This time the request was redirected to node-marketing-1. High availability is working correctly.

Unfortunately the session was not maintained, this is because we have not configured our cluster yet. So in the next step we will configure the cluster with JGroups/TCPPing.

WildFly and TCPPING

The first step is to set up a new stack in the profile we are using, which in this case is full-ha. For this in Master host edit the file domain.xml and add the new configuration:

[root@server-domain ~]# pwd
/usr/local/wildfly/wildfly-18.0.1.Final
[root@server-domain ~]# vi master/configuration/domain.xml 
##around line 1574
                <channels default="ee">
                    <channel name="ee" stack="tcpping"/>
                </channels>
                <stacks>
                    <stack name="tcpping">
                        <transport type="TCP" socket-binding="jgroups-tcp"/>
                        <protocol type="org.jgroups.protocols.TCPPING">
                            <property name="initial_hosts">
                                ${wildfly.cluster.tcp.initial_hosts}
                            </property>
                            <property name="port_range">
                                ${wildfly.cluster.tcp.port_range}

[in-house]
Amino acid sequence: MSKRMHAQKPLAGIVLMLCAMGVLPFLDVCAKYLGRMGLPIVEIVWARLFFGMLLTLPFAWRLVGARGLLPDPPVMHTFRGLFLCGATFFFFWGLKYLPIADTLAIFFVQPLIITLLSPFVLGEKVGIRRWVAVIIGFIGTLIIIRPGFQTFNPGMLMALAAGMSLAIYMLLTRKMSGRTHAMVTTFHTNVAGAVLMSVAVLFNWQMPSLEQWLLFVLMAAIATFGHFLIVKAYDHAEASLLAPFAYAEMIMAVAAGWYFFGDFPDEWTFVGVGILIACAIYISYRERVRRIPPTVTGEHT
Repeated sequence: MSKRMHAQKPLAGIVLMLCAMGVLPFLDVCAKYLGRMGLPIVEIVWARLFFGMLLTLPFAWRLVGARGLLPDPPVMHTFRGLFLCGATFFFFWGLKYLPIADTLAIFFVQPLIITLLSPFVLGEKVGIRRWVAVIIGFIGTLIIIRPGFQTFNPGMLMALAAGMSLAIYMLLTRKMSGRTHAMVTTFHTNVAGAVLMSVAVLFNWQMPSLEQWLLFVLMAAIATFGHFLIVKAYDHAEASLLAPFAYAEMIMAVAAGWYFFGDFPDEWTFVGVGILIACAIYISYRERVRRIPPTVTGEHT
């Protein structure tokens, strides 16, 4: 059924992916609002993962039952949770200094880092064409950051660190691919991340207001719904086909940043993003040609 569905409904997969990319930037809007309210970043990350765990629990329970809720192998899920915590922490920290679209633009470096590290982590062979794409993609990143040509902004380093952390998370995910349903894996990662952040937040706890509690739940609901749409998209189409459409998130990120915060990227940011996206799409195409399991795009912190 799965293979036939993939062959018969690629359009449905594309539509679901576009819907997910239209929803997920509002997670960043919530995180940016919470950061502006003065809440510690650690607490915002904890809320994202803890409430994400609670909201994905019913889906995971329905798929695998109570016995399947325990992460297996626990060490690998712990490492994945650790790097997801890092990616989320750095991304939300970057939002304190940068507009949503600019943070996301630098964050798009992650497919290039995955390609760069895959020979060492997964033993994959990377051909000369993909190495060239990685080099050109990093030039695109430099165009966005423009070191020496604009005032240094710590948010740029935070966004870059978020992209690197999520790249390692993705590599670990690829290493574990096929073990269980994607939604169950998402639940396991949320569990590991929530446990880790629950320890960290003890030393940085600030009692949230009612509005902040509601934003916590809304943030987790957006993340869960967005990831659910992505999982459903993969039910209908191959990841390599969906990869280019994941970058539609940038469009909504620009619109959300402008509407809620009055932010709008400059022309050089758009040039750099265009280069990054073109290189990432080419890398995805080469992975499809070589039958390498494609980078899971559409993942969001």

</property>
                        </protocol>
                        <protocol type="MERGE3"/>
                        <protocol type="FD_SOCK" socket-binding="jgroups-tcp-fd"/>
                        <protocol type="FD"/>
                        <protocol type="VERIFY_SUSPECT"/>
                        <protocol type="pbcast.NAKACK2"/>
                        <protocol type="UNICAST3"/>
                        <protocol type="pbcast.STABLE"/>
                        <protocol type="pbcast.GMS"/>
                        <protocol type="MFC"/>
                        <protocol type="FRAG2"/>
                    </stack>
##suppressed

Now in the server-group marketing add a new property with WildFly instance IP and port.

##around line 1924
##10.0.0.67 subordinate0  
##10.0.0.66 subordinate1
    <server-groups>
        <server-group name="marketing" profile="full-ha">
            <jvm name="default">
                <heap size="64m" max-size="512m"/>
            </jvm>
            <socket-binding-group ref="full-ha-sockets"/>
            <deployments>